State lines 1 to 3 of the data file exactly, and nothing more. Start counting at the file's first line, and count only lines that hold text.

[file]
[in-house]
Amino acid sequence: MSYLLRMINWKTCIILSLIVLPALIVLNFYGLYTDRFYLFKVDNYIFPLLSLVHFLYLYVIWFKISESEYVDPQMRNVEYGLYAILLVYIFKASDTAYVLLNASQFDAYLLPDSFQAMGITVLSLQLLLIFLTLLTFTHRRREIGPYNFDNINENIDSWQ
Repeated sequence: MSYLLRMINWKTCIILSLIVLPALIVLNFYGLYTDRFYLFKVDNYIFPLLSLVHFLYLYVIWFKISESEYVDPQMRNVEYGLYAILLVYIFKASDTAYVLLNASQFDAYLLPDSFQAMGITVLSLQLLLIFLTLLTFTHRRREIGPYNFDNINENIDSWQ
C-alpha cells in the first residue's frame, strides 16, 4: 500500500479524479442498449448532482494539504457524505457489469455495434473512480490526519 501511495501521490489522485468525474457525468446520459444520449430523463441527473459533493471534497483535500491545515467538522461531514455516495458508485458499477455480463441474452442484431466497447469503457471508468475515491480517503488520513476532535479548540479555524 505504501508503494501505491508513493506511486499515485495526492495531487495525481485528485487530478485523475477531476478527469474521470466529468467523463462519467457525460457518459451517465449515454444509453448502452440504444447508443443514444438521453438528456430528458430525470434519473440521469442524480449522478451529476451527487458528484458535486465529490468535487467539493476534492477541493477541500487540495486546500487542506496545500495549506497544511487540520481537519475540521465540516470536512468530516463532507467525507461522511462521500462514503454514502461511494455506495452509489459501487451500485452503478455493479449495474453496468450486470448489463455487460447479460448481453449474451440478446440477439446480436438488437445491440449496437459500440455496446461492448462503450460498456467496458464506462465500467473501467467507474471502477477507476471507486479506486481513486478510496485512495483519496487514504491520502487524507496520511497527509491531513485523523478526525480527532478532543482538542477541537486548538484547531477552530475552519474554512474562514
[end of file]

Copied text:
[in-house]
Amino acid sequence: MSYLLRMINWKTCIILSLIVLPALIVLNFYGLYTDRFYLFKVDNYIFPLLSLVHFLYLYVIWFKISESEYVDPQMRNVEYGLYAILLVYIFKASDTAYVLLNASQFDAYLLPDSFQAMGITVLSLQLLLIFLTLLTFTHRRREIGPYNFDNINENIDSWQ
Repeated sequence: MSYLLRMINWKTCIILSLIVLPALIVLNFYGLYTDRFYLFKVDNYIFPLLSLVHFLYLYVIWFKISESEYVDPQMRNVEYGLYAILLVYIFKASDTAYVLLNASQFDAYLLPDSFQAMGITVLSLQLLLIFLTLLTFTHRRREIGPYNFDNINENIDSWQ